The US has long sought to deny its hegemonic character while emphasizing its democratic character. It now seems all such pretense has been abandoned.
“False face must hide what the false heart doth know,” Shakespeare writes, in words that for time immemorial should have sat pride of place under the Great Seal of the United States on front of the podium whenever any president, cabinet member, congressman, or indeed any US official proclaimed their country a champion of democracy.
Now, with the US Department of Defense amending the mission statement of the US military from a ‘deter war’ stance to a ‘sustain American influence abroad’ stance all pretense, as mentioned, is over, allowing the country’s political and military elite to bask in the warm glow of hegemony unmasked.
According to Task & Purpose – a news site tailored to US veterans – this semantic shift in mission statement ‘seems a significant change for the department [Department of Defense] under President Donald Trump.’ But though perhaps for some it may constitute a ‘significant change’, students of US history will no doubt counter this particular assertion with the point that though it may constitute a change in form, it is anything but when it comes to content.
How could it otherwise when imperialism and hegemony are the very fulcrum of US foreign policy, and always have been? Both, in fact, lie at the very foundations of the country’s existence, reinforcing a muscular identity rooted in nationalism, exceptionalism and supremacy – a toxic brew responsible for some of the most heinous crimes in human history.
From the Mexican-American War of 1846-48, resulting in the US seizing half of Mexico at that time – an episode lambasted by former slave and famed US abolitionist, Frederick Douglass, as a “disgraceful, cruel, and iniquitous war with our sister republic” – all the way up to the war for regime change in Libya in 2011, under the rubric of NATO, the US has been the single greatest threat to peace, stability, and justice around the world.
That champions of US expansionism wave the banner of democracy, human rights, and liberty to justify its objectives only adds an extra layer of mendacity to the character of what has proved an insatiable beast of conquest and domination.
Writing in the introduction to his classic work – ‘Rogue State’ (Zed Books, 2014) – author William Blum identifies the influence of the national propaganda which accompanies US hegemony: “No American has any difficulty believing in the existence and driving passion for expansion, power, glory, and wealth of the Roman Empire, the Ottoman Empire, the Austro-Hungarian Empire, or the British Empire. It’s right there in their schoolbooks. But to the American mind…‘The American Empire’ is an oxymoron.”
And lest anyone lapse into the mistake of believing that US foreign policy differs according to the occupant of the White House; this is a fatuous misreading of reality on the same level of absurdity as the claim that the character of a crocodile differs according to the colour of its eyes.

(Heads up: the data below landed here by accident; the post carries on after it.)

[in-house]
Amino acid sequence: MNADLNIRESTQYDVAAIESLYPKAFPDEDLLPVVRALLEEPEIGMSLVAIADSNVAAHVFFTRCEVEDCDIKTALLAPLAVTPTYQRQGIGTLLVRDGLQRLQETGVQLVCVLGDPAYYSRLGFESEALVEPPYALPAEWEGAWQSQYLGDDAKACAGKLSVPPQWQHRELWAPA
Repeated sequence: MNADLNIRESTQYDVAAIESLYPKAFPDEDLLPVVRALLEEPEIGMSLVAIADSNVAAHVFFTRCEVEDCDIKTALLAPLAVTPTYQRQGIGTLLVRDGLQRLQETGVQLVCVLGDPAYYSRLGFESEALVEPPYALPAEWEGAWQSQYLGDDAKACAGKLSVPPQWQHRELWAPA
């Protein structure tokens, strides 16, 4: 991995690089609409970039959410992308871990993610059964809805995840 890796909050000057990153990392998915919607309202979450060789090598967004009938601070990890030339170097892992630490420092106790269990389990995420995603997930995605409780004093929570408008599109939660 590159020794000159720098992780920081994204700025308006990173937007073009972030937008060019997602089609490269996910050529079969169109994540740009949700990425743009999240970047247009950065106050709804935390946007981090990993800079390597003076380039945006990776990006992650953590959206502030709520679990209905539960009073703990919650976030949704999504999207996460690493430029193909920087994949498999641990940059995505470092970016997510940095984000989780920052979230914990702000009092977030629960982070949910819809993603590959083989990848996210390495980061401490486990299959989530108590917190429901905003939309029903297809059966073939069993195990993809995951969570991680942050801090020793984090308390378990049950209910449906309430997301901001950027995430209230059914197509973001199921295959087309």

Perhaps the most unabashed and unapologetic encomium to US expansionism of recent times was that proclaimed by prominent US newspaper columnist Thomas Friedman in the pages of the New York Times in 1999. At a time when the US was wallowing in post-Soviet triumphalism, Friedman encouraged the notion that America truly was the world’s one indispensable nation.
Friedman writes: “The hidden hand of the market will never work without a hidden fist – McDonald’s cannot flourish without McDonnell Douglas, the builder of the F-15. And the hidden fist that keeps the world safe for Silicon Valley’s technologies is called the United States Army, Air Force, Navy and Marine Corps.”
When it comes right down to it, it really isn’t rocket science. After all, those 800 US military bases in over 70 countries across the world are not there for ornamentation, and certainly not to help make the world safe for democracy. Instead, per Friedman, those bases exist to make the world safe for Western global corporations to plunder and exploit the world’s human and natural resources untroubled by the inconvenience of national sovereignty and self-determination.
Similarly, the gargantuan US military budget, which earlier this year was increased by Washington to over $700 billion for year 2019, is more dedicated to offense, rather than defense. The US military could be viewed less as a shield, and more a sword against states which dare assert their right to independence and which dare to resist or defy US domination.
That the ethos of ‘might is right’ is incompatible with a world organised on the principles set out in the UN Charter is self-evident. That the ethos of ‘might is right’ underpins and drives US foreign policy is also self-evident. Thus we have the abiding contradiction of our time.
In the last analysis, constraining the powerful has always been the most pressing and important challenge confronting humanity. For regardless whether it has come dressed in the clothes of ancient Greek civilisation, the Roman Republic, Western enlightenment, European totalitarianism or Western liberal democracy, the unfettered power of empire has exacted a price of such monumental devastation and suffering it can only ever be the enemy of progress. In 2018 this enemy is Washington.